For the UP community, the word shopping is not a verb but a noun with a capital S for Shopping. It is our beloved Shopping Center that we also call SC. But the tongue-in-cheek culture of UP Diliman campus prefers “Shopping.” Let me tell you why.
When I was a teenager and new to the campus, someone broached the idea of Shopping for lunch (“Shopping tayo”) I was initially bewildered: to eat or to shop? What a delightful dilemma!
In our culture, we don’t “shop” for food. We shop for shoes, clothes, bags, blings, etc. It’s one of those rare moments to get fancy. And we would do it either alone or with our best friend because it is an activity that we would never want to be caught doing. The worst nightmare of a UP professor is to be seen in a mall by his/her students. At least that’s how it was when I used to hang with Arnold, Ginny, Jasmine, Melvin, MelBai, Joseph, Johnatan, Cora, Siao, Omeng, etc from the very late 90s to until about the middle of 2000.
The first shock of my UP student life was to witness for myself what “shopping” in UP culture looks like. It is a single-storey building located between the UP Infirmary and the UP Coop. It has two entrances, and from each point, the other end looks like the light at the end of the tunnel. That gives you some idea on Shopping’s lighting design. For me and my queer crew, walking end to end on Shopping’s concrete floor, the kind that has no finishing whatsoever, feels like training in an underground catwalk for aspiring drag queens.
The catwalk is between the shops. From the side of the now-defunct UP Coop and to your left is the fresh fruits shop. It is also a nut, vegetable, junk food, and frozen meat shop. But most of all, it is where you go for fruit shakes. I personally call it the longevity shop because of the two tarpaulins that feature fruit combos for the war on disease. There are unique fruit combos for our respective battles against cancer and hypertension. Yet another for anti-diabetes and a few more for heart health, smooth, ageless and vibrant skin (kiwi, papaya!). Name your wish and match it with the two large tarpaulins on the wall! I don’t subscribe to any of the suggested concoctions for I have my very own: Green mango and cheese shake. They can add milk and a little bit of sugar to it upon request. One of my friends was freaked out by this formula:”WTF, yuck, just for what is that combo?!” It makes me live forever.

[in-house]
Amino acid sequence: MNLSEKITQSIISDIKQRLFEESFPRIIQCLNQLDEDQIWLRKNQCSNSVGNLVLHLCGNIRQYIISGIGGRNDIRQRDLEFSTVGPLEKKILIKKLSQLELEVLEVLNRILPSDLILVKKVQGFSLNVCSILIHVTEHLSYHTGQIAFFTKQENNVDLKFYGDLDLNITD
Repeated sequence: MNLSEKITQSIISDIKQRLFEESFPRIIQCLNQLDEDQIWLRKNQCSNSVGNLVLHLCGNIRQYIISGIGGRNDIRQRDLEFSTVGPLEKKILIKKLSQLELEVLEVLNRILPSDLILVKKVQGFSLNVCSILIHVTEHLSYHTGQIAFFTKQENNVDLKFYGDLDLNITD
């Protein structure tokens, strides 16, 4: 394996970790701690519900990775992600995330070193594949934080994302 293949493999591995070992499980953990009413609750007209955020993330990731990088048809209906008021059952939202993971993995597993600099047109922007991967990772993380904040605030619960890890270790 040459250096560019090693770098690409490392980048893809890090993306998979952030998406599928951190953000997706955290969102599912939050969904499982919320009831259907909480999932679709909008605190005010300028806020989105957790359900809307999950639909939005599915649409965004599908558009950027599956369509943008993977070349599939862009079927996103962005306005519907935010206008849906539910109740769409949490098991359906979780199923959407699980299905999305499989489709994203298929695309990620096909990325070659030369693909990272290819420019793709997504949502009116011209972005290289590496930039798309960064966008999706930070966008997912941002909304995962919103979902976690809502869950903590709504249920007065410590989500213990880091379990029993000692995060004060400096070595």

The food shops are great. They offer delicious, sanitary, and cheap foods. They really take good care of us. I live in a faculty dormitory and we are not allowed to cook. Most people I know find this rule shocking. I don’t. And it is not because I don’t cook. I love and know how to cook. But with all the nice food hubs at Shopping and others within the UP Community, why would I cook the same food that others can do better and for which they earn a living?